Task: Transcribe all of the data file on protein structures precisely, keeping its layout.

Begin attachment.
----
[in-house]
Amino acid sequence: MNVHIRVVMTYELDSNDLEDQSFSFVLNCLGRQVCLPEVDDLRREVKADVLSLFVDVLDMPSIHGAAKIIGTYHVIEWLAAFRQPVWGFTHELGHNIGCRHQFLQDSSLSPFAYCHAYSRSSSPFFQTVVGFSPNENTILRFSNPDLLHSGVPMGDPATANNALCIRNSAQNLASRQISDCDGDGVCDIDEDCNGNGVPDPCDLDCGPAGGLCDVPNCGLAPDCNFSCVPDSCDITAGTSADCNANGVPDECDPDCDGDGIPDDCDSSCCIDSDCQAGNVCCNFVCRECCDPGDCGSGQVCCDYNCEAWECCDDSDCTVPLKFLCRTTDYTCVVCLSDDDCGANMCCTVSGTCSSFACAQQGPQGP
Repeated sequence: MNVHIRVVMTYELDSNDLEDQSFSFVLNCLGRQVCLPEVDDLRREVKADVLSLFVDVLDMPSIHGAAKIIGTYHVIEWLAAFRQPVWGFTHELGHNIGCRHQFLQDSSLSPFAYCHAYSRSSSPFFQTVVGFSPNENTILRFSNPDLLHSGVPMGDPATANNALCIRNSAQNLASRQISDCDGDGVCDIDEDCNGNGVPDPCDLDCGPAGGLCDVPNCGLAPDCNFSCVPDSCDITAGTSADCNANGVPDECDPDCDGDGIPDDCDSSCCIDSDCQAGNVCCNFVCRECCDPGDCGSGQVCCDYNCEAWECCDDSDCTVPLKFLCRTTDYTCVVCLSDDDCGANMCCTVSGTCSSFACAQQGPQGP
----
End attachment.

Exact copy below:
[in-house]
Amino acid sequence: MNVHIRVVMTYELDSNDLEDQSFSFVLNCLGRQVCLPEVDDLRREVKADVLSLFVDVLDMPSIHGAAKIIGTYHVIEWLAAFRQPVWGFTHELGHNIGCRHQFLQDSSLSPFAYCHAYSRSSSPFFQTVVGFSPNENTILRFSNPDLLHSGVPMGDPATANNALCIRNSAQNLASRQISDCDGDGVCDIDEDCNGNGVPDPCDLDCGPAGGLCDVPNCGLAPDCNFSCVPDSCDITAGTSADCNANGVPDECDPDCDGDGIPDDCDSSCCIDSDCQAGNVCCNFVCRECCDPGDCGSGQVCCDYNCEAWECCDDSDCTVPLKFLCRTTDYTCVVCLSDDDCGANMCCTVSGTCSSFACAQQGPQGP
Repeated sequence: MNVHIRVVMTYELDSNDLEDQSFSFVLNCLGRQVCLPEVDDLRREVKADVLSLFVDVLDMPSIHGAAKIIGTYHVIEWLAAFRQPVWGFTHELGHNIGCRHQFLQDSSLSPFAYCHAYSRSSSPFFQTVVGFSPNENTILRFSNPDLLHSGVPMGDPATANNALCIRNSAQNLASRQISDCDGDGVCDIDEDCNGNGVPDPCDLDCGPAGGLCDVPNCGLAPDCNFSCVPDSCDITAGTSADCNANGVPDECDPDCDGDGIPDDCDSSCCIDSDCQAGNVCCNFVCRECCDPGDCGSGQVCCDYNCEAWECCDDSDCTVPLKFLCRTTDYTCVVCLSDDDCGANMCCTVSGTCSSFACAQQGPQGP